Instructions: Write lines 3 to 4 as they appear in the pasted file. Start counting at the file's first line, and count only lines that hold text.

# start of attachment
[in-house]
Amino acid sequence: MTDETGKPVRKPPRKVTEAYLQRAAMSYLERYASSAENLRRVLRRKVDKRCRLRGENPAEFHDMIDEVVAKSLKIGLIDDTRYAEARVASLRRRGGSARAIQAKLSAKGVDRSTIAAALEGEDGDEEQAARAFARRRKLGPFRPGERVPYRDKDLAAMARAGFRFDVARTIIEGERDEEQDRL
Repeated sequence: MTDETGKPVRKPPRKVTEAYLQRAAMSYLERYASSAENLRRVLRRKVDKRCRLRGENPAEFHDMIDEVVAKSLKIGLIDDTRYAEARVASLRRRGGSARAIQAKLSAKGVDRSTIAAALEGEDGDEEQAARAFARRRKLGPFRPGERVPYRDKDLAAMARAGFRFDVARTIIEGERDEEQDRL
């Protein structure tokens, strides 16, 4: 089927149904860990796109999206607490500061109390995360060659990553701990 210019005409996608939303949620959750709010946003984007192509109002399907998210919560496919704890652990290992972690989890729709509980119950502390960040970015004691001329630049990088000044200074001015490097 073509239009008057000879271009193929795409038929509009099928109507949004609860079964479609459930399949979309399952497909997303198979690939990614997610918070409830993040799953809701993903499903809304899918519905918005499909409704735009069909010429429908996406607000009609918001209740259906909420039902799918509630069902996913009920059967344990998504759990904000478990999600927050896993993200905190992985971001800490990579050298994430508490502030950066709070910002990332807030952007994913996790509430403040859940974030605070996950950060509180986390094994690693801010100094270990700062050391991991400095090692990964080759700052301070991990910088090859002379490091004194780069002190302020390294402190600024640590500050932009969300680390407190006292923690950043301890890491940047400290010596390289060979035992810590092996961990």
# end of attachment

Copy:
Repeated sequence: MTDETGKPVRKPPRKVTEAYLQRAAMSYLERYASSAENLRRVLRRKVDKRCRLRGENPAEFHDMIDEVVAKSLKIGLIDDTRYAEARVASLRRRGGSARAIQAKLSAKGVDRSTIAAALEGEDGDEEQAARAFARRRKLGPFRPGERVPYRDKDLAAMARAGFRFDVARTIIEGERDEEQDRL
């Protein structure tokens, strides 16, 4: 089927149904860990796109999206607490500061109390995360060659990553701990 210019005409996608939303949620959750709010946003984007192509109002399907998210919560496919704890652990290992972690989890729709509980119950502390960040970015004691001329630049990088000044200074001015490097 073509239009008057000879271009193929795409038929509009099928109507949004609860079964479609459930399949979309399952497909997303198979690939990614997610918070409830993040799953809701993903499903809304899918519905918005499909409704735009069909010429429908996406607000009609918001209740259906909420039902799918509630069902996913009920059967344990998504759990904000478990999600927050896993993200905190992985971001800490990579050298994430508490502030950066709070910002990332807030952007994913996790509430403040859940974030605070996950950060509180986390094994690693801010100094270990700062050391991991400095090692990964080759700052301070991990910088090859002379490091004194780069002190302020390294402190600024640590500050932009969300680390407190006292923690950043301890890491940047400290010596390289060979035992810590092996961990």